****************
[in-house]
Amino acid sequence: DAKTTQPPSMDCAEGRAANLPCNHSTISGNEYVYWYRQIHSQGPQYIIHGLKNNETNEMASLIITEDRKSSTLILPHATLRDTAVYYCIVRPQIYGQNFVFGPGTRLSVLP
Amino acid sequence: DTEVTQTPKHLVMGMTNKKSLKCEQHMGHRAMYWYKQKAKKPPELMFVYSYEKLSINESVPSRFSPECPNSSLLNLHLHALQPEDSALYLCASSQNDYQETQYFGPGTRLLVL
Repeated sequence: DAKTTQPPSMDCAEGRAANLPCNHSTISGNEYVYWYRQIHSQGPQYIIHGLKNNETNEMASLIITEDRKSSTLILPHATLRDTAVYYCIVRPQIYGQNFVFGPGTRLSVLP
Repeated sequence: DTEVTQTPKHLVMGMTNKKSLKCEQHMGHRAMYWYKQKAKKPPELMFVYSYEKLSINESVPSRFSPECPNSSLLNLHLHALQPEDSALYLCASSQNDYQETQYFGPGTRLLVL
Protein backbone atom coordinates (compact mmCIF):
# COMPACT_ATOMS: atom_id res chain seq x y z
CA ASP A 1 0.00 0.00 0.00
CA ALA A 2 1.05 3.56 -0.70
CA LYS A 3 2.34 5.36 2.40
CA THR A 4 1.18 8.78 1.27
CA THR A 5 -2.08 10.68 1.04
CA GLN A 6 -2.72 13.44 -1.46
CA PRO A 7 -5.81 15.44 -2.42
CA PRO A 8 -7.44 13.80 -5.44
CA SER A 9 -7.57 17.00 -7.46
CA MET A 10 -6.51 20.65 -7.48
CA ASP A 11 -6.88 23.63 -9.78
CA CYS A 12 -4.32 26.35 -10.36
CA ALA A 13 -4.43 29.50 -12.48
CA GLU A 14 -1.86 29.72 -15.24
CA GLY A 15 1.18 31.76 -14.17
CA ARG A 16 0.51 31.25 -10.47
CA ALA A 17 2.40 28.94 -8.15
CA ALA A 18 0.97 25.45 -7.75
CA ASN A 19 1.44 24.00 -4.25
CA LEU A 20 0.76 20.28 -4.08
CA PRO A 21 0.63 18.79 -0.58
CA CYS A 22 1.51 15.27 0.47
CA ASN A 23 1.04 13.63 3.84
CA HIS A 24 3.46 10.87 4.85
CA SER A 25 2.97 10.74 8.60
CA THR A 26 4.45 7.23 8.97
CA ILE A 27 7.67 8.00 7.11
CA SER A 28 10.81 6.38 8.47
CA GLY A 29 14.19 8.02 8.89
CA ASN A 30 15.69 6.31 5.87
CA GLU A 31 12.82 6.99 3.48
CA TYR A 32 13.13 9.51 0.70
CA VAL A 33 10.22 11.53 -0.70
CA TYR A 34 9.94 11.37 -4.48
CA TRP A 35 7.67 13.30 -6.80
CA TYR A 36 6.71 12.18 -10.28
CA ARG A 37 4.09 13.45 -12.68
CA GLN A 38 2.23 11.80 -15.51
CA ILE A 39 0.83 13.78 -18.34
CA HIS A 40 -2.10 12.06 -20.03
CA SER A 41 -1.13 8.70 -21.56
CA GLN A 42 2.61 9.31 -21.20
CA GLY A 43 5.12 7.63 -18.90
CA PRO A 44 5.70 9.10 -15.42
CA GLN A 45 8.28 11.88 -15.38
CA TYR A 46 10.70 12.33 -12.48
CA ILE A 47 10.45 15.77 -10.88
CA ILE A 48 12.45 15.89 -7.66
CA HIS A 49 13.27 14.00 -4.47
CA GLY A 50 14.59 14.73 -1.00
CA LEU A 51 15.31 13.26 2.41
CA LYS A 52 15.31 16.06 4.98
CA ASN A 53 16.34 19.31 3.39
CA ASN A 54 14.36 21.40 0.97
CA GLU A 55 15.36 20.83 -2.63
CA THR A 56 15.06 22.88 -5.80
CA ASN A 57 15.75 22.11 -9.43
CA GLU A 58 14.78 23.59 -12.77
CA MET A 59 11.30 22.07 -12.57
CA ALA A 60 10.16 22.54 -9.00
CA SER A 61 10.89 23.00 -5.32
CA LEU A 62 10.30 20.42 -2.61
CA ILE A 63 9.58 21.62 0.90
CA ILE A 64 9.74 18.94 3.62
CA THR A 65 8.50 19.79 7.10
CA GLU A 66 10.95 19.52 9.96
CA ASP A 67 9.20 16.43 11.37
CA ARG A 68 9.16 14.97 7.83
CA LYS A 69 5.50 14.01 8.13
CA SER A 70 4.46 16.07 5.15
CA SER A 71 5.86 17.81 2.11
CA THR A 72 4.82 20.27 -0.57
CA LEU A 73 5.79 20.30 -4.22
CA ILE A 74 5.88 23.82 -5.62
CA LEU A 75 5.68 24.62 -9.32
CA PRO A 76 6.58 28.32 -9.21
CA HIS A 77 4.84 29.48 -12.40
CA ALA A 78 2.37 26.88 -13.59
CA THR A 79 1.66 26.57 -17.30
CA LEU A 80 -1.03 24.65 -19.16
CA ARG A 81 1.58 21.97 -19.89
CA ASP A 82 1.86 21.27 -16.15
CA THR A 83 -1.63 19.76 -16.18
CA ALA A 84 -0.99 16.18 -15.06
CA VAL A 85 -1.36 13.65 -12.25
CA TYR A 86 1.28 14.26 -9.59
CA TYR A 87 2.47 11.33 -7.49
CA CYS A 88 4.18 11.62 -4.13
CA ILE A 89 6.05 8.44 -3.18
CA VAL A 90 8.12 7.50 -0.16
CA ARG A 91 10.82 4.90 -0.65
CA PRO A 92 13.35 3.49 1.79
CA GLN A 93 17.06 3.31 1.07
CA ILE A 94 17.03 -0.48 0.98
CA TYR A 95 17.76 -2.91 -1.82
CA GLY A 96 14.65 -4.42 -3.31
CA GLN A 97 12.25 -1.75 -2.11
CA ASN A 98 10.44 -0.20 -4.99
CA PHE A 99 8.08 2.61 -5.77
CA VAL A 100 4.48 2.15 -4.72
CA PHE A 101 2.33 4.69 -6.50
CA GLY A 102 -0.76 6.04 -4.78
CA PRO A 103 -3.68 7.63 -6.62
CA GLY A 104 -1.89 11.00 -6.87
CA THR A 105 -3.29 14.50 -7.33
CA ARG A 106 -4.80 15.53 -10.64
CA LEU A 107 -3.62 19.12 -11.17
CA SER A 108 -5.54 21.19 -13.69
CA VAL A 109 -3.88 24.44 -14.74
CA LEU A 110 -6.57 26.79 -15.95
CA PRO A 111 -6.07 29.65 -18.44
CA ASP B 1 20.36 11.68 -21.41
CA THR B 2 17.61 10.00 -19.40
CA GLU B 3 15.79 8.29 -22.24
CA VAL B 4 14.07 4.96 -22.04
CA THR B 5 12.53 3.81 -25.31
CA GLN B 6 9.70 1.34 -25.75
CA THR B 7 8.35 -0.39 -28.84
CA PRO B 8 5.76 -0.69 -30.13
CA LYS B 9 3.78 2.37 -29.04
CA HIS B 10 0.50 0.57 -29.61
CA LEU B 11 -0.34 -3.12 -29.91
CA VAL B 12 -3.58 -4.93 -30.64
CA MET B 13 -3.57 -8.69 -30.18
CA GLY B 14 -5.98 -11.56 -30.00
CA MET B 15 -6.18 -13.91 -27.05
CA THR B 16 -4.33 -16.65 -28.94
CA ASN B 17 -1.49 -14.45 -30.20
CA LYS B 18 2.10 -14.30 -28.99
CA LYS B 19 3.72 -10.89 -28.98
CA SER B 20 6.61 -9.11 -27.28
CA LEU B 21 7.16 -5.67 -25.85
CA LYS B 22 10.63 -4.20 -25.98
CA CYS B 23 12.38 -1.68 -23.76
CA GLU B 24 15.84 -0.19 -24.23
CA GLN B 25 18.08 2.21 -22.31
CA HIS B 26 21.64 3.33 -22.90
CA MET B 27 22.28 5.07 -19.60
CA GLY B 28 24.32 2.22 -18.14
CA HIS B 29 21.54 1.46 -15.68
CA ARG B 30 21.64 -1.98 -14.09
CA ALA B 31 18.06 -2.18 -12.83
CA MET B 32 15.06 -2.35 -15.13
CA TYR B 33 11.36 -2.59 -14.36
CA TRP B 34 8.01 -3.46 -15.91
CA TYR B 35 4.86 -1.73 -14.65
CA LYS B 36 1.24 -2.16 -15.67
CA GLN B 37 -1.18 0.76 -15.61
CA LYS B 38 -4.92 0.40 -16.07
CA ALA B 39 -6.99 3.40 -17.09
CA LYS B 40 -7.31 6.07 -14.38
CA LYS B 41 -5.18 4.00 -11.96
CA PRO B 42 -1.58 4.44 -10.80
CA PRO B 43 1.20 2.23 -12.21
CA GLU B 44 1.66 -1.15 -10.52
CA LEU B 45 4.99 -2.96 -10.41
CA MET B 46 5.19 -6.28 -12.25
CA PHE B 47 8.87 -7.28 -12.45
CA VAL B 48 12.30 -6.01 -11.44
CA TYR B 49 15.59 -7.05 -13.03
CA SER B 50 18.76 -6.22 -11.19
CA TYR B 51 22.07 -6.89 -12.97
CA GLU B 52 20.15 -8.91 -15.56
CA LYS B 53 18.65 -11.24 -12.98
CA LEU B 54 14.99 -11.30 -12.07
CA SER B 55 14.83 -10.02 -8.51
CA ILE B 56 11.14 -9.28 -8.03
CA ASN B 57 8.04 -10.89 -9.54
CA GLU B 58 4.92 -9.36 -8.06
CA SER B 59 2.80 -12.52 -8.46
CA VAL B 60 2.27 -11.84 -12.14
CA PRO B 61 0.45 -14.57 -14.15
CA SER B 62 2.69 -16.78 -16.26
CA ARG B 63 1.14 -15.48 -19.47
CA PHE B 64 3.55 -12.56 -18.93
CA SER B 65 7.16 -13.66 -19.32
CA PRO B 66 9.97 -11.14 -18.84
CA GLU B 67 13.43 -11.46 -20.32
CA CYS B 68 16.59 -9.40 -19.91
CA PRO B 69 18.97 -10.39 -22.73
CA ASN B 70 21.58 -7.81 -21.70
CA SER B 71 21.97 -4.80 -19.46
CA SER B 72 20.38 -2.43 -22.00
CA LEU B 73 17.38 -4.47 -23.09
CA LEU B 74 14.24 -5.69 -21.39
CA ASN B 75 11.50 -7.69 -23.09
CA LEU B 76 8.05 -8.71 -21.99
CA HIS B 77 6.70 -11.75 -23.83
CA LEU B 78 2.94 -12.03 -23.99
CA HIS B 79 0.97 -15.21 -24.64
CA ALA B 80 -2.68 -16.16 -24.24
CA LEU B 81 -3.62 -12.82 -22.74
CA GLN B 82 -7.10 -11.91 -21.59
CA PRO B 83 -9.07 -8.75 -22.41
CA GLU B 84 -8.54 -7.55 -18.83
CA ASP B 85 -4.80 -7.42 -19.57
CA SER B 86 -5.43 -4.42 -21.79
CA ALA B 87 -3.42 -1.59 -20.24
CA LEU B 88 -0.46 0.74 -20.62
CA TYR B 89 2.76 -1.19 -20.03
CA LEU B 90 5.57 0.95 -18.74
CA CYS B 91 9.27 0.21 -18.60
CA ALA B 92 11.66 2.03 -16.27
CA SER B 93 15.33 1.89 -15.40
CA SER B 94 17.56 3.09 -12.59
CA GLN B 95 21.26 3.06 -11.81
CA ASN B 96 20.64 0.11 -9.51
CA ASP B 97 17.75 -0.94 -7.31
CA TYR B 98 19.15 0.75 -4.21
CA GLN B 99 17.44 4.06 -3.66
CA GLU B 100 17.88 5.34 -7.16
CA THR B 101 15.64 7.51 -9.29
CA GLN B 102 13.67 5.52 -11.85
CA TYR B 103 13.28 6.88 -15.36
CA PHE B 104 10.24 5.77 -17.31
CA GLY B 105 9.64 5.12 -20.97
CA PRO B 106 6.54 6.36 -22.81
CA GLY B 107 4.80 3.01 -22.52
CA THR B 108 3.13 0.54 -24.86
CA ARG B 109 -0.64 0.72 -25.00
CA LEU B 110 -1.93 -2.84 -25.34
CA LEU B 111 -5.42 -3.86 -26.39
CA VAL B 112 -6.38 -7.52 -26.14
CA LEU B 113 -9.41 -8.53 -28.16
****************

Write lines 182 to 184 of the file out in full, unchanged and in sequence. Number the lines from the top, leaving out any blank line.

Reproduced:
CA PHE B 64 3.55 -12.56 -18.93
CA SER B 65 7.16 -13.66 -19.32
CA PRO B 66 9.97 -11.14 -18.84